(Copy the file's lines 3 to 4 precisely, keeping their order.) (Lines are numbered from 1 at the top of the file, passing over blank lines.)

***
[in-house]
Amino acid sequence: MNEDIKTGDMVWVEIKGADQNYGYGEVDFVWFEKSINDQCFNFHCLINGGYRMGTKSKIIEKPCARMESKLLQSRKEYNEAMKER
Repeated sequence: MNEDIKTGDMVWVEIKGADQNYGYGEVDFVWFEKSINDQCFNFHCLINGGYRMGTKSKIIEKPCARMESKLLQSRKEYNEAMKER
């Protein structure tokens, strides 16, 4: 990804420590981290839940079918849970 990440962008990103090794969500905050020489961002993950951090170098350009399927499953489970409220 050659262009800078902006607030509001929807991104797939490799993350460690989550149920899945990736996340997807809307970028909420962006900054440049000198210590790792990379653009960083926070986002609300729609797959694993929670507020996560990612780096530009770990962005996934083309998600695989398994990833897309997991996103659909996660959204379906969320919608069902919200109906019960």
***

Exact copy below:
Repeated sequence: MNEDIKTGDMVWVEIKGADQNYGYGEVDFVWFEKSINDQCFNFHCLINGGYRMGTKSKIIEKPCARMESKLLQSRKEYNEAMKER
């Protein structure tokens, strides 16, 4: 990804420590981290839940079918849970 990440962008990103090794969500905050020489961002993950951090170098350009399927499953489970409220 050659262009800078902006607030509001929807991104797939490799993350460690989550149920899945990736996340997807809307970028909420962006900054440049000198210590790792990379653009960083926070986002609300729609797959694993929670507020996560990612780096530009770990962005996934083309998600695989398994990833897309997991996103659909996660959204379906969320919608069902919200109906019960």